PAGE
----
“Re-tar-da-tion ¬– noun: 1. The act of retarding or state of being retarded. 2. Something that retards; hindrance. 3. Slowness or limitation in intellectual understanding and awareness, emotional development, academic progress, etc.”
It is important to know the dictionary definition of the word “retardation” before initiating any discussion about the use of the word in today’s society. It might also help to put some historical context to just how the word evolved from an actual clinical definition to a schoolyard insult.
It is not unlike the endless debate over guns and whether we should be allowed to possess them. Opponents argue guns kill. Others, this writer included, counter that a gun is an inanimate object incapable of performing any task on its own. Only when the warm-blooded hand of its operator is wrapped around the handle and trigger does any gun turn from curiosity to potentially deadly weapon.
The same could be said for the word “retardation” or “retarded.” By its textbook definition, the word itself is harmless. Through the not-thought-out intentions of juveniles looking to demean others, the word became hurtful. People started calling each other “retards.” Some, perhaps in a precursor to this abridged, text-happy nation of ours, preferred “tard.”
Even as the word was being used as a bullying taunt, we had such established and well-intended institutions as the Department of Mental Retardation, changed last year to the Department of Developmental Services.
Earlier this month, Gov. Deval Patrick signed “An Act Eliminating the Word ‘Retardation’ from the General Laws.” The term “mental retardation” was replaced with “intellectual disabilities or disability.”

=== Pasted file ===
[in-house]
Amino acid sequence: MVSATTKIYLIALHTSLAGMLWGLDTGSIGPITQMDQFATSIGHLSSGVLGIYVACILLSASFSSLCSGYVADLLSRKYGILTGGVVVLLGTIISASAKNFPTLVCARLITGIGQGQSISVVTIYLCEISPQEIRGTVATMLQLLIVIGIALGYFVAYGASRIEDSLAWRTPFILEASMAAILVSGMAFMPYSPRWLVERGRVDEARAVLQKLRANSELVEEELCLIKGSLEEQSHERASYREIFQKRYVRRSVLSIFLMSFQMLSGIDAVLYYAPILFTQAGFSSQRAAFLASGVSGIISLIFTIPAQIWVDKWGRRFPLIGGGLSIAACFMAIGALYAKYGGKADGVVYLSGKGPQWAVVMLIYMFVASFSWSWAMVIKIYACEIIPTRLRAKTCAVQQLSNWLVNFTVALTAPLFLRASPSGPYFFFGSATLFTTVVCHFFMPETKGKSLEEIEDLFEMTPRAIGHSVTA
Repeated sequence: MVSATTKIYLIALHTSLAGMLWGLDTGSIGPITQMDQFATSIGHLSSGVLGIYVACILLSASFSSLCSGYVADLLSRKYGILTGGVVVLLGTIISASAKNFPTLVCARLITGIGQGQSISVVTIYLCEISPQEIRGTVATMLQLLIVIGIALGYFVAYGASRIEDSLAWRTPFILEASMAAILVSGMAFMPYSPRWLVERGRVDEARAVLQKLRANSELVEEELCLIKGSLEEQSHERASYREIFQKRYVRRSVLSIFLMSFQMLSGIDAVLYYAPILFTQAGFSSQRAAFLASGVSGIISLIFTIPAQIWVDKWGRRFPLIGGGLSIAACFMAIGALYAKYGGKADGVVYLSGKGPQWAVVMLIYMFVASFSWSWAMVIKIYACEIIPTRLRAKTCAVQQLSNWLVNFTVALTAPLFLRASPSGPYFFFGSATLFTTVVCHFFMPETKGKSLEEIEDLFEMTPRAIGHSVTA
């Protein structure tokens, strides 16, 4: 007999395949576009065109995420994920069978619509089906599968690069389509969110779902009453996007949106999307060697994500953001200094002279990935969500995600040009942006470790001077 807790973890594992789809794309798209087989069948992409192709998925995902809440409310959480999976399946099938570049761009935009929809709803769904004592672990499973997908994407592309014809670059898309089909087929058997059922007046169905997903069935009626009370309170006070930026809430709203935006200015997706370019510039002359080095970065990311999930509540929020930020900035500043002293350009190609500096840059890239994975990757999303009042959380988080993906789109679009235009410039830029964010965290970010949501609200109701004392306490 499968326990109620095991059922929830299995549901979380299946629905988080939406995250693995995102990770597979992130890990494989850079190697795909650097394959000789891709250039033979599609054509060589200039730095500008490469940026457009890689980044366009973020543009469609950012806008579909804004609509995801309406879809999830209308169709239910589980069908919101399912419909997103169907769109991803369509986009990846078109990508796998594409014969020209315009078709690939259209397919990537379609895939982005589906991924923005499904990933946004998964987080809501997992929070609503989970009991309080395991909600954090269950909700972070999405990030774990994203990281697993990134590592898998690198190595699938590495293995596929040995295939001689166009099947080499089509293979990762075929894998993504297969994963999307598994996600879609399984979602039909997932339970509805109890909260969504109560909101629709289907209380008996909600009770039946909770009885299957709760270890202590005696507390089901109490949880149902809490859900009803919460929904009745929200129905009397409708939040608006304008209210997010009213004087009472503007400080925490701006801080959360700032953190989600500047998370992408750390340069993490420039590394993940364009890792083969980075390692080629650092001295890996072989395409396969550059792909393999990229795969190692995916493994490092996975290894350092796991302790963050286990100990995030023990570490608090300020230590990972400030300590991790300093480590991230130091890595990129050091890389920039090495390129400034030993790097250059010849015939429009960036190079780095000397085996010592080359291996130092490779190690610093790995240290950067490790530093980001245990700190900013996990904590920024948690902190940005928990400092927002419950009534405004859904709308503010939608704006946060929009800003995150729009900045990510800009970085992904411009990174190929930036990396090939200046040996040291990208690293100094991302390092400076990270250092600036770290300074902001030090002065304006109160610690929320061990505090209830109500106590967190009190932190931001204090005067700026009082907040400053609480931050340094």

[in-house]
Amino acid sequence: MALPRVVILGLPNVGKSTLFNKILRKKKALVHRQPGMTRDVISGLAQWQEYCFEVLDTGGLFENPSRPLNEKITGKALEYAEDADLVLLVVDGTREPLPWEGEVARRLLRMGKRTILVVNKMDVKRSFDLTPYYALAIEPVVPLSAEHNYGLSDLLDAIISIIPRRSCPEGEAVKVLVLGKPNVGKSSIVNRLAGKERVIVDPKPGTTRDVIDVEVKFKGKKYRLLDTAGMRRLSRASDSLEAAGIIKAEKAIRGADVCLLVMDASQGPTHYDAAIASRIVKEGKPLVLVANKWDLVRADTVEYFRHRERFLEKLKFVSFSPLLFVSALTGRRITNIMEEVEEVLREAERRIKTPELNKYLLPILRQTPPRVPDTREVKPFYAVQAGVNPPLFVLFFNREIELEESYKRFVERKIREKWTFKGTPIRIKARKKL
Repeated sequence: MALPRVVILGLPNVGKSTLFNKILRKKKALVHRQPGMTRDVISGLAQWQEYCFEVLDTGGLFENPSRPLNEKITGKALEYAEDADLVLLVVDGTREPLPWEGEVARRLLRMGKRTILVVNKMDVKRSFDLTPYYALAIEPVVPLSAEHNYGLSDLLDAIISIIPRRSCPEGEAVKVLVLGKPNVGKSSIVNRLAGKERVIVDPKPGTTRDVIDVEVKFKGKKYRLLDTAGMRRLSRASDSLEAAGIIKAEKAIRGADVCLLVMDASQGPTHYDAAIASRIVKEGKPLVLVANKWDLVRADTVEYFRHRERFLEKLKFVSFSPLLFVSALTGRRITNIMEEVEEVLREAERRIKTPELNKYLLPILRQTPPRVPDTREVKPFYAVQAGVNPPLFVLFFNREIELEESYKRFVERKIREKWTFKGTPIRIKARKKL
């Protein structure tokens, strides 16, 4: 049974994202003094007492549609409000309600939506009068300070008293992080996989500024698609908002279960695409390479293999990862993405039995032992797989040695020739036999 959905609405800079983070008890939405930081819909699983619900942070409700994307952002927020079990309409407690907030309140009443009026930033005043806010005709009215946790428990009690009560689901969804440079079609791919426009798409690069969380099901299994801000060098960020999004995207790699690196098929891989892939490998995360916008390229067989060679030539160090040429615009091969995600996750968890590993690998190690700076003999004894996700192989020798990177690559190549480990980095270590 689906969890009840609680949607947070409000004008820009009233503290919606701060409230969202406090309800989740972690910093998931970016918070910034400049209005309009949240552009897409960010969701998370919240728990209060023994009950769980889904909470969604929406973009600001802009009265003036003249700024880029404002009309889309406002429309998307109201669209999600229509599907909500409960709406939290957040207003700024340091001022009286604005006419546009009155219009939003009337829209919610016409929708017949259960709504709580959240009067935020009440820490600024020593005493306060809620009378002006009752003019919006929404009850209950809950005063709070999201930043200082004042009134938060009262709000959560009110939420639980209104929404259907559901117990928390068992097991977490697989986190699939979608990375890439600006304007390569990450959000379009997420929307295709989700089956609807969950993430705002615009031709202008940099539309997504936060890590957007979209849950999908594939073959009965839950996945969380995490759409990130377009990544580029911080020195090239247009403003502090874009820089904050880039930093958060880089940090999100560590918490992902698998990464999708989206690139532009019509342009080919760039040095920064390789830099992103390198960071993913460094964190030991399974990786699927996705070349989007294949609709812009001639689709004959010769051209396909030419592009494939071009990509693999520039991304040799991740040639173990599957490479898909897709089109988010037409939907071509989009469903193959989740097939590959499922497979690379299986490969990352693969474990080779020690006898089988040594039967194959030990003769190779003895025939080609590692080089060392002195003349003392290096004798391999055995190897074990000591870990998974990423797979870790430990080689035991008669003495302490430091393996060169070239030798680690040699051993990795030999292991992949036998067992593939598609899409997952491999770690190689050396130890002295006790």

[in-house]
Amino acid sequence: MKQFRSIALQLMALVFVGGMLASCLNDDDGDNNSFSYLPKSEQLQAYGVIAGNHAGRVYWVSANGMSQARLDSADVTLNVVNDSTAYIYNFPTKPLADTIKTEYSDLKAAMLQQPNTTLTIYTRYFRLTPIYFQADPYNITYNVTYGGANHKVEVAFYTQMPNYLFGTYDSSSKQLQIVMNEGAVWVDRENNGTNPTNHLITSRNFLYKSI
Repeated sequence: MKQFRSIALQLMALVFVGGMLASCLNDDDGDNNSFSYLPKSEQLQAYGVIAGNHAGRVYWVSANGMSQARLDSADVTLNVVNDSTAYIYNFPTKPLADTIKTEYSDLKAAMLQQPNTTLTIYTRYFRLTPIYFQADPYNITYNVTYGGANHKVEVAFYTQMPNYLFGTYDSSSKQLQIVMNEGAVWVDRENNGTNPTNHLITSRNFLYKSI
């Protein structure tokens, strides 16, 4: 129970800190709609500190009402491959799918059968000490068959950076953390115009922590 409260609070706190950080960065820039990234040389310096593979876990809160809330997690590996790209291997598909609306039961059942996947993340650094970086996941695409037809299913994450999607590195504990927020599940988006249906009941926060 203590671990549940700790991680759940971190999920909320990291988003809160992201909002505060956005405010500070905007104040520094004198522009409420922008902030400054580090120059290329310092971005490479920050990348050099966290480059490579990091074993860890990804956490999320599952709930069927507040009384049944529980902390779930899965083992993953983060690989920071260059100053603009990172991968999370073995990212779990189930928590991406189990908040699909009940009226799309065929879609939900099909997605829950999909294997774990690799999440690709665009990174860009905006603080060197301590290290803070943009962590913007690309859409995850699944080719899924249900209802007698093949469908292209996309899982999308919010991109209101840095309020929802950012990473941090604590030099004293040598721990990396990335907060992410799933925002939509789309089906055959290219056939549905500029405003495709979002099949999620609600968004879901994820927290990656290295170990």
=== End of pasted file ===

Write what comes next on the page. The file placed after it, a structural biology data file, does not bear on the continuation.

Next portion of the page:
According to the Centers for Disease Control and Prevention, “intellectual disability is characterized both by a significantly below-average score on a test of mental ability or intelligence and by limitations in the ability to function in areas of daily life, such as communication, self-care, and getting along in social situations and school activities. Intellectual disability is sometimes referred to as a cognitive disability or mental retardation.”
Referred to by whom? One can assume not by school yard bullies, but rather medical and other professionals.
In the shadows of Beacon Hill, far west of Route 495, we have the SWARC, which in its long form stands for Southern Worcester County Association for Retarded Citizens. Otherwise known as the Center of Hope, the Southbridge, Mass.-based organization serves children and adults with an array of varying disabilities.
Needless to say, board members there overwhelmingly supported the DMR’s name change last year. It can be reasonably assumed they share a similar view of the governor’s new bill.
The argument here is not that we should incorporate the words “retardation” or “retard” into everyday conversation, but rather that we should reverse the disturbing trend to over-think and over-legislate everything. We should avoid taking the responsibility for education away from parents.
Perhaps the governor should enact “An Act Requiring Parents to Do Their Parental Duties by Teaching Their Children Proper Behavior.”
Those behind the bill are well-intended. In the words of state Rep. Kay Khan, D-Newton, as quoted on the governor’s website, they want to educate folks about “… the harm that labels can cause.”
In this case, however, it isn’t education – it is legislation of what’s right and wrong. Education, after all, does not require a bill being signed into law. On Beacon Hill, some lawmakers sit at their desks and, with the swipe of a pen, decide what we are and are not capable of as individuals.